2. Yukon, Canada: Political pressure to upend cancer warning label study
3. United States: Lobbying campaign against road safety improvements
4. Mexico: Lobbying to lower alcohol taxation
5. Brazil: Derailing of alcohol marketing regulation
Vietnam: Lobbying to derail country’s first ever comprehensive alcohol law
6. Argentina: Opposition to DUI counter-measures
7. Peru: Lobbying to derail warning labels
8. Sweden & Iceland: Lobbying to upend successful alcohol policy models (government retail monopolies)
9. Norway: Lobbying against local opening hour limits
10. Germany: Destroying alcohol law modernisation
11. Lithuania: Fierce attacks against life-saving alcohol laws
12. Scotland: Opposition to minimum unit pricing
13. Africa: Derailing of evidence-based alcohol laws
14. Hong Kong: Lobbying to abolish wine tax
15. India, South Korea, Thailand, Kenya: Bribery, corruption as business practices
16. Australia & New Zealand: Opposition to health warning labelling to protect unborn children
17. Sub-saharan Africa: widespread tax avoidance
18. Kenya: Alcohol industry interferes in election campaign for MP Mututho who sponsored comprehensive alcohol act to lose his seat
Uganda: Alcohol industry fails to comply with alcohol sachets
19. Lesotho, Malawi, Uganda and Botswana: draft national alcohol industry as tailor-made respectively, but failing to include WHO-recommneded alcohol policy measures to tackle population-level harm
20. Rwanda and Myanmar: Collaboration with military/ rebel forces while they committed genocide
21. South-East Asia, Africa: Use of beer promotion girls (“beer girls”) to sell beer in exploitative settings and conditions
Our growing world map of Big Alcohol interference shows a snapshot of how aggressive alcohol industry giants interfere around the world – even on local levels – to delay, derail and destroy alcohol policy development. The map also illustrates other unethical strategies of political interference against the formulation and implementation of WHO-recommended alcohol policy best buy solutions.
I think it is revealing that Big Alcohol plays the victim considering the reality of one person dying every ten seconds due to their own products and practices, while the same industry obstructs any meaningful action to save lives.
Big Alcohol’s fundamental conflict of interest
Relentless political interference is closely linked to Big Alcohol’s fundamental conflict of interest.
Increased alcohol consumption leads to increased negative health and development outcomes, but also to increased sales for the alcohol industry, placing public health and development interests in an inherent and direct conflict with corporate profit interests. Expressed in a different way: alcohol harm is an industrial epidemic – a fact the coronavirus crisis has brought into sharp focus even more.
The conflict of interest is fundamental. For example, a key element of alcohol harm prevention is to protect children and youth from exposure to alcohol marketing and from early alcohol initiation. But under-age alcohol users make up a substantial part of Big Alcohol’s profits in the United States. That’s why there is still so much alcohol advertising exposing children and youth.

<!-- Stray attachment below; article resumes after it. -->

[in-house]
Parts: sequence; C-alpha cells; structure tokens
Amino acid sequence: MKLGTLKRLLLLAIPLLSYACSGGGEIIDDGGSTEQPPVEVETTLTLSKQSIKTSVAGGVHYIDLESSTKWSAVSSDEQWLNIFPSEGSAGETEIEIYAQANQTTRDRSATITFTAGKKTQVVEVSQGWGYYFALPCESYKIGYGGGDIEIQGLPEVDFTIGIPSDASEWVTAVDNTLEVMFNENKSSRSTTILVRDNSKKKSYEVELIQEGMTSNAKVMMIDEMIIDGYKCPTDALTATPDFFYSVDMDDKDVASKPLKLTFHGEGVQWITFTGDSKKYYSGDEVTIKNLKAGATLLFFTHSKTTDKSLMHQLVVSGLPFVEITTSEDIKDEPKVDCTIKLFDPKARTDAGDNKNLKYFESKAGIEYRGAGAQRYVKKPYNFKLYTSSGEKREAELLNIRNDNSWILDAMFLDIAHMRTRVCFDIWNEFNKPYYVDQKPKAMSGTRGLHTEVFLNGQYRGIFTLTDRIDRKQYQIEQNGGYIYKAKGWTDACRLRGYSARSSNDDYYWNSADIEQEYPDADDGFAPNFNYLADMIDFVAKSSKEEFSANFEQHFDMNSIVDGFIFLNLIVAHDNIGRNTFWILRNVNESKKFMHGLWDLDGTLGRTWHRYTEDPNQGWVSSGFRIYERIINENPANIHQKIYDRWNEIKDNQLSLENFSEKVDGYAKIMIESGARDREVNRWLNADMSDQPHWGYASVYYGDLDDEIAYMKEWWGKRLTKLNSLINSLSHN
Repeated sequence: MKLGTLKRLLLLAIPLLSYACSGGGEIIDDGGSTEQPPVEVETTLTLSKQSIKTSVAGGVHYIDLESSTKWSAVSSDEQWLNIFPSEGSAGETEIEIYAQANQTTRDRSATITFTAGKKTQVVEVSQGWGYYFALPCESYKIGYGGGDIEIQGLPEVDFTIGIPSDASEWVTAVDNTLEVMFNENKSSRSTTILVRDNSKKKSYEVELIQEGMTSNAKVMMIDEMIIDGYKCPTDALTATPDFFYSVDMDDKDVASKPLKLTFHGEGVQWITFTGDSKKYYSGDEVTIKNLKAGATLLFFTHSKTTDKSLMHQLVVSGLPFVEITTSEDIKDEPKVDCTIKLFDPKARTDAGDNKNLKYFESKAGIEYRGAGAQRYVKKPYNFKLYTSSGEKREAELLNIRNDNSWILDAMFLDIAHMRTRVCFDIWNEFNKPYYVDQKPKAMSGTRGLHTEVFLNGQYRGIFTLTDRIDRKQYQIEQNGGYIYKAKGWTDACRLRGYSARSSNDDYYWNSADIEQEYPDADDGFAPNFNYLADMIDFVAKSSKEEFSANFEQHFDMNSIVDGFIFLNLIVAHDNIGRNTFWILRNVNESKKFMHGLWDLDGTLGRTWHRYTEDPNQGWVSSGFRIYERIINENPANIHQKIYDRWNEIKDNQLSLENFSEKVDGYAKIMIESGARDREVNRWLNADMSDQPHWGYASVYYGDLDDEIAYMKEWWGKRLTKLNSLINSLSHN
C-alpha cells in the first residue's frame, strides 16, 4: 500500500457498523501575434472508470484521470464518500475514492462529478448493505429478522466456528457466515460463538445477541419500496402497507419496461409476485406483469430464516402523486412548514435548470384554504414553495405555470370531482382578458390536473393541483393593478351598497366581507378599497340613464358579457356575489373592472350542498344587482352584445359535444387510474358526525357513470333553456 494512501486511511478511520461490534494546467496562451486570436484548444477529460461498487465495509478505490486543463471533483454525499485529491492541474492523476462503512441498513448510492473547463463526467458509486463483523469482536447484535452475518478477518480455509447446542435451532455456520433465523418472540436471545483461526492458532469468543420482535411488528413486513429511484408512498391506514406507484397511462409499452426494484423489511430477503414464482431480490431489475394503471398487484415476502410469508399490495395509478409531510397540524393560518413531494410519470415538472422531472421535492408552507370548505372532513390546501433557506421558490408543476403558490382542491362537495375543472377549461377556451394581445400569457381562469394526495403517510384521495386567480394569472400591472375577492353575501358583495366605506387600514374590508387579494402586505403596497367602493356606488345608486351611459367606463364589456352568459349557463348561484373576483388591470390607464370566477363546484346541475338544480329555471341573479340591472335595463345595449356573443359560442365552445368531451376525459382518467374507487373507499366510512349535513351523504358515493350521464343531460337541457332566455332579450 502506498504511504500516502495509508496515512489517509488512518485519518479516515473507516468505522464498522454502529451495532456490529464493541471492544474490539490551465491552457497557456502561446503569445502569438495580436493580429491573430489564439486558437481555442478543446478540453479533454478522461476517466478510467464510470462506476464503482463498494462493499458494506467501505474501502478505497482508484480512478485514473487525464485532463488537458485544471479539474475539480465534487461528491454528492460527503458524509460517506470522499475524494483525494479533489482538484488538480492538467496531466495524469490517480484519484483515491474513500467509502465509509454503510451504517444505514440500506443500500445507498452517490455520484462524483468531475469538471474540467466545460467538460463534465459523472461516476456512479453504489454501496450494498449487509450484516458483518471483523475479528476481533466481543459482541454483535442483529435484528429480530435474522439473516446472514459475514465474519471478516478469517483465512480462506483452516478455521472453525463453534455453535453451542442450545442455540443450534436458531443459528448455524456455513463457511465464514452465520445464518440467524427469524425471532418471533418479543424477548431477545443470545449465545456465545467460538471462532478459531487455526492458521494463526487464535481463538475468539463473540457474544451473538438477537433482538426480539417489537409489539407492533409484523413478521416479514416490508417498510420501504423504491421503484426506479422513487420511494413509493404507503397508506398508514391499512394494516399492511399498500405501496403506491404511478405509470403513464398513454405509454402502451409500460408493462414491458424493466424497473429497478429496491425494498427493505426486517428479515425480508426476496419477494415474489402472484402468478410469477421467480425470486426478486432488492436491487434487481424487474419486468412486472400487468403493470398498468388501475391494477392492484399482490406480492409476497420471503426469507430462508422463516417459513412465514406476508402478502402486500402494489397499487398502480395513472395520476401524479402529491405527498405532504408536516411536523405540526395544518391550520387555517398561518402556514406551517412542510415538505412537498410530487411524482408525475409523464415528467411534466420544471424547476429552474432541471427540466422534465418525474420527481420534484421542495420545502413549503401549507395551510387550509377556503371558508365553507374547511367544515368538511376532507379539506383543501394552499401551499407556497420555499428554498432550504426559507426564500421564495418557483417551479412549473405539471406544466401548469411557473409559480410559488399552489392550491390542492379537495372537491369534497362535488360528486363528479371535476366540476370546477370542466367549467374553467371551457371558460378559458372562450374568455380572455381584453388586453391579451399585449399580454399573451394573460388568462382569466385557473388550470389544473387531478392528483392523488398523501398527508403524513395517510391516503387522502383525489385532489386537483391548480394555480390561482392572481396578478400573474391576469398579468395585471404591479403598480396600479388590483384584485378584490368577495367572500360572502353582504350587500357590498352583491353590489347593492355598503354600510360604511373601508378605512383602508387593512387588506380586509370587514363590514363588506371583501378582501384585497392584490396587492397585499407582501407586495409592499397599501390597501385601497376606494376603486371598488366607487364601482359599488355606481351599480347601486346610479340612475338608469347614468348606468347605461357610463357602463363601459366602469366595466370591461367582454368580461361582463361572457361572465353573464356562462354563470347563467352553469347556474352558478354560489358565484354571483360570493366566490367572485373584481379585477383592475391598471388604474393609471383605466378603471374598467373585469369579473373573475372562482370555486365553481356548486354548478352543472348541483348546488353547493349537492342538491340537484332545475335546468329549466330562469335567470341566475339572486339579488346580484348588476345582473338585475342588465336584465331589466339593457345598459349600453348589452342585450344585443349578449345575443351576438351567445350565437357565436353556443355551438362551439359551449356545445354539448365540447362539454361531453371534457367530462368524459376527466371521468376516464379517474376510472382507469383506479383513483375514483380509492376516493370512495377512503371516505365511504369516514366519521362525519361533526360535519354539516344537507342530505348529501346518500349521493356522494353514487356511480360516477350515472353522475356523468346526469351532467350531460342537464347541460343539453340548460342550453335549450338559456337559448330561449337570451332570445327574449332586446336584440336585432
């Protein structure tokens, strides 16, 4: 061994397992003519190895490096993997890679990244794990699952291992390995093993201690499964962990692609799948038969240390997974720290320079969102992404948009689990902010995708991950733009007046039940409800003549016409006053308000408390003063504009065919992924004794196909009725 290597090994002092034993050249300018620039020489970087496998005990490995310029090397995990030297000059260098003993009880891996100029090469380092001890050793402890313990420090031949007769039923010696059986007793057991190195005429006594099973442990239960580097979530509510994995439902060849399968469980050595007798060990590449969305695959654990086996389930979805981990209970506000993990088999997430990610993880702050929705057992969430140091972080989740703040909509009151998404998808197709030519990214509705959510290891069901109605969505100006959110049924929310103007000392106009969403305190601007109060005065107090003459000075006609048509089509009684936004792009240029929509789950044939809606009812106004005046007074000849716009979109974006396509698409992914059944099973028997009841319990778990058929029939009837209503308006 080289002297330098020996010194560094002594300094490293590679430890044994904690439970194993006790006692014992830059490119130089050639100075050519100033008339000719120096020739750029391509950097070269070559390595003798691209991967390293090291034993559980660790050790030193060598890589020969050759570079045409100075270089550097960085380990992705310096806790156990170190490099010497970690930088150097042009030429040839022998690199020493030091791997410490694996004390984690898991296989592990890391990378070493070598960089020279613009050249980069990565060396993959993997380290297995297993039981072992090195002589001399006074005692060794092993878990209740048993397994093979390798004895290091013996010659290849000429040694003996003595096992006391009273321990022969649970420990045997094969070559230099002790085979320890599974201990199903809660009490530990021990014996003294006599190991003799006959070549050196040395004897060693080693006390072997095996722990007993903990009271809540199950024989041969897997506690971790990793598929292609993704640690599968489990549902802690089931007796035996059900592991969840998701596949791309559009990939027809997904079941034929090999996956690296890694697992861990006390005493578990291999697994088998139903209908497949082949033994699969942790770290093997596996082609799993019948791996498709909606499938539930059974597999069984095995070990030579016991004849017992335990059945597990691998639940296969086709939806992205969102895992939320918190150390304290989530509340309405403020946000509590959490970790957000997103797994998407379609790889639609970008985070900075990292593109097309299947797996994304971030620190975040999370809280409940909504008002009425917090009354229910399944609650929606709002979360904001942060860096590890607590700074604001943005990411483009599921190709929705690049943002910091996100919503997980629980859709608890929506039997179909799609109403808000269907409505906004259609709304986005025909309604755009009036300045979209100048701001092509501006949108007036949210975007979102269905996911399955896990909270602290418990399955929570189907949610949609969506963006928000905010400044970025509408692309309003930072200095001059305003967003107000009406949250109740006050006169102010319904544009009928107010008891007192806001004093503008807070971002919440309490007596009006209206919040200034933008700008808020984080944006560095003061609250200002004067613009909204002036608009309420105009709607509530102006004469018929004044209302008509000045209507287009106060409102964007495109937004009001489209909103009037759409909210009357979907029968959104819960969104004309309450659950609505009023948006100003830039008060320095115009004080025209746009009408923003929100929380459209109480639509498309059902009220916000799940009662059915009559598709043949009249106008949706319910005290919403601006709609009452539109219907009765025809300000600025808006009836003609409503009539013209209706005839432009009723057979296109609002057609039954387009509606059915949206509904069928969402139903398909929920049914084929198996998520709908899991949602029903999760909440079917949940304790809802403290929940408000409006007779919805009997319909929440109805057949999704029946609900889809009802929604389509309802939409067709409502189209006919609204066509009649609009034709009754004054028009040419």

The alcohol industry is one of the most profitable industries in the world. Revenues of the nine largest companies by volume totaled $141.2 billion. If these companies together were a country, they would be larger than the gross domestic product of all but 54 of the world’s nations, according to David Jernigan and colleagues.
- The alcohol industry was the eighth most profitable sector of 94 global industries – less profitable than tobacco (number 3) but much more more profitable than sugar-sweetened beverages (number 40).
- Net earnings before income taxes in 2018 at AB InBev, the world’s largest alcohol company by volume, were $17.8 billion, or 31% of total revenues – slightly less than tobacco giant Altria, at 37% but more than Coca-Cola at 26%.
Profit maximization through selling and promoting addictive, psychoactive substances is Big Alcohol’s core objective. And the numbers tell that story: major profits come from “heavy” alcohol users – the very same customers the alcohol industry is falsely blaming for alcohol harm. But if all alcohol users in the UK for instance reduced their consumption to the recommended low-risk limit, Big Alcohol profits would tumble: they would lose £13 billion annually, 38% of their sales revenues.
Middle-income countries: Big Alcohol relies on heavy users for their profits
Analysis of data from five different countries shows the alcohol industry’s reliance on the heavy use of alcohol.
- In higher income countries heavier alcohol consumption occasions make up approximately 50% of sales.
- 76% of sales in middle-income countries are resulting from heavy alcohol use.
England: Alcohol industry dependent on heavy alcohol use